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Open Access Publications from the University of California

Seismic waves in rocks with fluids and fractures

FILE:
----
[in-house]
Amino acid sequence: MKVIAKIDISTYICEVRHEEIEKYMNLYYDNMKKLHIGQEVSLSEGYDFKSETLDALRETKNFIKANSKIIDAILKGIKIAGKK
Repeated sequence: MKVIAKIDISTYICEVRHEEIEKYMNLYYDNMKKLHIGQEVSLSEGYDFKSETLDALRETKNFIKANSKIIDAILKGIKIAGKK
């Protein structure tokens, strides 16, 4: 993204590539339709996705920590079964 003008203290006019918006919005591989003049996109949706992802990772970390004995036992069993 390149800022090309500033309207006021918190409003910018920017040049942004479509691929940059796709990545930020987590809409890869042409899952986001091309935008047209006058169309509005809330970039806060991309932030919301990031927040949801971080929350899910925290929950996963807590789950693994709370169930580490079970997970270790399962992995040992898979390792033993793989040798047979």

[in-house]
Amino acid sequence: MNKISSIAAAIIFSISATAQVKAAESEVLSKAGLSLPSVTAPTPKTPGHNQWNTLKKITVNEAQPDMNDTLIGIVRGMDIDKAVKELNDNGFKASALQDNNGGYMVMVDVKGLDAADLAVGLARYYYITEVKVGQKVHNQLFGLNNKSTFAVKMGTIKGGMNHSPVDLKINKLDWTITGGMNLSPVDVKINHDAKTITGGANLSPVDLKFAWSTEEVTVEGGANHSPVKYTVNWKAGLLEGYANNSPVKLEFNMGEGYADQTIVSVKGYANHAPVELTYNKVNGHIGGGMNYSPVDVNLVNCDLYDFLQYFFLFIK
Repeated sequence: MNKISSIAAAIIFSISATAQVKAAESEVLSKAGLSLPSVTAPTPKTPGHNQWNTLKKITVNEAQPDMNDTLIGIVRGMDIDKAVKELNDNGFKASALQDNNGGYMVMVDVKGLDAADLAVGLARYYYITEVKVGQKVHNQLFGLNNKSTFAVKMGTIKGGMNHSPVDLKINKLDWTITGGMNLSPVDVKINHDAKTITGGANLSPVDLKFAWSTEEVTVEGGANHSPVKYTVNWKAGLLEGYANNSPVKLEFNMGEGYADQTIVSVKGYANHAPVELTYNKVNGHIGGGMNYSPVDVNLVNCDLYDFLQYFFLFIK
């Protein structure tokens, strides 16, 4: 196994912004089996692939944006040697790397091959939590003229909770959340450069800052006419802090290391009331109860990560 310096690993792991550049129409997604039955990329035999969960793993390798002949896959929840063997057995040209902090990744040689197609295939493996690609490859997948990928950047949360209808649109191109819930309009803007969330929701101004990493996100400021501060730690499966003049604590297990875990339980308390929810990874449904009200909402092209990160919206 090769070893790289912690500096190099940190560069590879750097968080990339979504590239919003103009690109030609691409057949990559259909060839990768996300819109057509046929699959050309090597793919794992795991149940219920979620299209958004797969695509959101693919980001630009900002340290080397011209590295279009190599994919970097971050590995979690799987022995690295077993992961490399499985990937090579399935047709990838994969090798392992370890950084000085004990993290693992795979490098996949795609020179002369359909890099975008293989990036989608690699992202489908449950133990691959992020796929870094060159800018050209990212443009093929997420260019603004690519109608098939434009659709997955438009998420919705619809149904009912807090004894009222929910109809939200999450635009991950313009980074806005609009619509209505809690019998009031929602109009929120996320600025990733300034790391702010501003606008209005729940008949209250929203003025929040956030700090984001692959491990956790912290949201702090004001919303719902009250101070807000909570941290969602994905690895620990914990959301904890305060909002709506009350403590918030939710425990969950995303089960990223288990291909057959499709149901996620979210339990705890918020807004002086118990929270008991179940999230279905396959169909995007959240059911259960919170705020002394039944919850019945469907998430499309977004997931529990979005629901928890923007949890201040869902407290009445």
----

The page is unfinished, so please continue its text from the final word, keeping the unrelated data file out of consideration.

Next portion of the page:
Seismic wave propagation through the earth is often strongly affected by the presence of fractures. When these fractures are filled with fluids (oil, gas, water, CO2, etc.), the type and state of the fluid (liquid or gas) can make a large difference in the response of the seismic waves. This paper summarizes recent work on methods of deconstructing the effects of fractures, and any fluids within these fractures, on seismic wave propagation as observed in reflection seismic data. One method explored here is Thomsen's weak anisotropy approximation for wave moveout (since fractures often induce elastic anisotropy due to nonuniform crack-orientation statistics). Another method makes use of some very convenient fracture parameters introduced previously that permit a relatively simple deconstruction of the elastic and wave propagation behavior in terms of a small number of fracture parameters (whenever this is appropriate, as is certainly the case for small crack densities). Then, the quantitative effects of fluids on these crack-influence parameters are shown to be directly related to Skempton s coefficient B of undrained poroelasticity (where B typically ranges from 0 to 1). In particular, the rigorous result obtained for the low crack density limit is that the crack-influence parameters are multiplied by a factor (1 ? B) for undrained systems. It is also shown how fracture anisotropy affects Rayleigh wave speed, and how measured Rayleigh wave speeds can be used to infer shear wave speed of the fractured medium. Higher crack density results are also presented by incorporating recent simulation data on such cracked systems.

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